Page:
- The company justifies the advanced device ETF a couple ways; it starts out by referring to some 2003 statements by the FCC in which the Commission says that it doesn't support the concept of customers breaking contracts and that carriers have a right to recoup those fees. Of course, that really doesn't drive to the point here, which is that Verizon's now charging two completely different ETFs based on a rather arbitrary line in the sand drawn by Verizon; to that end, the carrier says that the additional cost it incurs to procure the devices on its advanced list is greater than the difference between the two ETFs ($175) on average. It also says that it needs that extra guaranteed revenue to keep its broadband network up to snuff, since advanced devices are more likely to strain it.
- Regarding the weirdness at the end of the contract -- where a customer still owes $120 23 months into a two-year deal -- Verizon says that it's still losing money (read: we should be thankful they're prorating at all). As an example, it says that its average loss for a customer canceling 12 months into a contract is about double the $230 prorated ETF on an advanced device, and that statistically speaking, customers are far more likely to cancel early on than late. While we don't doubt that, we think they're trying to divert the conversation here just a bit.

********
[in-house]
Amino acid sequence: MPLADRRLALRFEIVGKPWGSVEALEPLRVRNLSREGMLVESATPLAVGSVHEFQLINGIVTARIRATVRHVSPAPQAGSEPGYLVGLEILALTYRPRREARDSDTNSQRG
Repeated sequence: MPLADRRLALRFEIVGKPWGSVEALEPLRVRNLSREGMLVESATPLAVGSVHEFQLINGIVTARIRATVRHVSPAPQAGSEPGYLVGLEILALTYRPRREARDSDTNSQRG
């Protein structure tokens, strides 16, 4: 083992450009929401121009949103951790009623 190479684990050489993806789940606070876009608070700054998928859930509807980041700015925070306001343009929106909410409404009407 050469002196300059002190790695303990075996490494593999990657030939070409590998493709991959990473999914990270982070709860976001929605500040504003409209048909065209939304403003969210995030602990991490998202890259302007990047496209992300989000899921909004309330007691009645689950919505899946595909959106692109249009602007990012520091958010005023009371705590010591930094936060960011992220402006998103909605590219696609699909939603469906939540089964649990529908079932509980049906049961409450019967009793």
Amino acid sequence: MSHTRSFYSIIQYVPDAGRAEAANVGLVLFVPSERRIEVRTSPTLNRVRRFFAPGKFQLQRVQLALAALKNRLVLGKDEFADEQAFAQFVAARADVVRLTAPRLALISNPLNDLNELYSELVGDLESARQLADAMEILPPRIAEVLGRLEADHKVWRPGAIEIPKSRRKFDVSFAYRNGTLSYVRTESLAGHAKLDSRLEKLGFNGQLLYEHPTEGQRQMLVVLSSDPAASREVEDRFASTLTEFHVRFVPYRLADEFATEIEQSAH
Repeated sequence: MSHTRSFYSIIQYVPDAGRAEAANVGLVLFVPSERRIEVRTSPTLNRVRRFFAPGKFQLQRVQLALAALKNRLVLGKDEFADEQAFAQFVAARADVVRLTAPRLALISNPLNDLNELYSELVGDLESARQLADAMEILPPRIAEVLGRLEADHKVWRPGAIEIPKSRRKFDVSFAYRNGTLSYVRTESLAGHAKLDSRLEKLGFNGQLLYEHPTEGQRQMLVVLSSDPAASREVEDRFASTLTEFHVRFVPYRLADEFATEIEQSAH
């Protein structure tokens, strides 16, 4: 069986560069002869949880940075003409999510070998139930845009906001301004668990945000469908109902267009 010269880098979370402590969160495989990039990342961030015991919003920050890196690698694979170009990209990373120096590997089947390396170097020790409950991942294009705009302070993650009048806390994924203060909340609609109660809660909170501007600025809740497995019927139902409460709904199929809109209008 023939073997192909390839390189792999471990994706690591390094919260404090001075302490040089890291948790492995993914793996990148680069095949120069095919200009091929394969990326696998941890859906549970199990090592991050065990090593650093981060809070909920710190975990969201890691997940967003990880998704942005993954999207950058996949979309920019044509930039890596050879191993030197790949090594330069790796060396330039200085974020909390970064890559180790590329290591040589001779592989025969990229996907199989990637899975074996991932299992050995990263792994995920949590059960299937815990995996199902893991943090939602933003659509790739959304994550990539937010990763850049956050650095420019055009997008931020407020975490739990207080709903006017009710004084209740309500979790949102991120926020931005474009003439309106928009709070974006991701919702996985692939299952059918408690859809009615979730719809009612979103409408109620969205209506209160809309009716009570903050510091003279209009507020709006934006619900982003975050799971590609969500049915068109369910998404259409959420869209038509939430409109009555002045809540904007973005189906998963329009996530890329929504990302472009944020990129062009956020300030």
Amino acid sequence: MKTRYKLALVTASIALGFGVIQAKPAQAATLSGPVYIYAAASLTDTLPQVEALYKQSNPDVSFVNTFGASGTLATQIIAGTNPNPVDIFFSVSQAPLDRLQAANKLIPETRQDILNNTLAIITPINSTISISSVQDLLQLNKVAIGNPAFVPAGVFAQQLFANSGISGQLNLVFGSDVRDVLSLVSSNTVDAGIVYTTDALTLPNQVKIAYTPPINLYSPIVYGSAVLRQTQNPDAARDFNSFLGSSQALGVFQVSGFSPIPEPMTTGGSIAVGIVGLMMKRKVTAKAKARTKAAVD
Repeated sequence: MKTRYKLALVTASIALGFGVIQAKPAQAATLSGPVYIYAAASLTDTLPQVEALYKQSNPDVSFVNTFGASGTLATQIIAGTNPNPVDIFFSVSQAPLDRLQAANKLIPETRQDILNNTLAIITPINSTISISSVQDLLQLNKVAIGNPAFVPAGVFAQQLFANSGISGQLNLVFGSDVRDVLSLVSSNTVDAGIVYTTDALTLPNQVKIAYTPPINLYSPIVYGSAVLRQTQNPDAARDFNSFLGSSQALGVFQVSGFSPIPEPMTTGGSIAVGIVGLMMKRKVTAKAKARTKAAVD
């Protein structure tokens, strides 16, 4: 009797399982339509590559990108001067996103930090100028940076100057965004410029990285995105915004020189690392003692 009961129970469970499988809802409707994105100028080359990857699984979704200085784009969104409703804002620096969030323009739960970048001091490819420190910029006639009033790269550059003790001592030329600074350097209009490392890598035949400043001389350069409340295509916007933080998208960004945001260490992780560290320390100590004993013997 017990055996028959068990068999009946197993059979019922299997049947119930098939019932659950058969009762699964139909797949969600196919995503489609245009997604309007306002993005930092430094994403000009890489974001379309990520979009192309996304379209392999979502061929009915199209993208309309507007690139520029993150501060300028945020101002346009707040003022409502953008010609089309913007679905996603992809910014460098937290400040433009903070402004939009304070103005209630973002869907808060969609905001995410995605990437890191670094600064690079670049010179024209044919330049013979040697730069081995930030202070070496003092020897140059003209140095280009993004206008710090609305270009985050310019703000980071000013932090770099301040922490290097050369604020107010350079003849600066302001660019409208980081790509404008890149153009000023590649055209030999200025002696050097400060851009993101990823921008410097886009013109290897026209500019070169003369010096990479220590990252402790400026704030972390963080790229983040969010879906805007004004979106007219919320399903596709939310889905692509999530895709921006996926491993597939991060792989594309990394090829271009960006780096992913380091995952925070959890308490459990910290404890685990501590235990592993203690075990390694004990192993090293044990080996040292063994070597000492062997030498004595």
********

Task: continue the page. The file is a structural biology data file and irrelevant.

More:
[Thanks, Daniel P.]
*Verizon has acquired AOL, Engadget's parent company. However, Engadget maintains full editorial control, and Verizon will have to pry it from our cold, dead hands.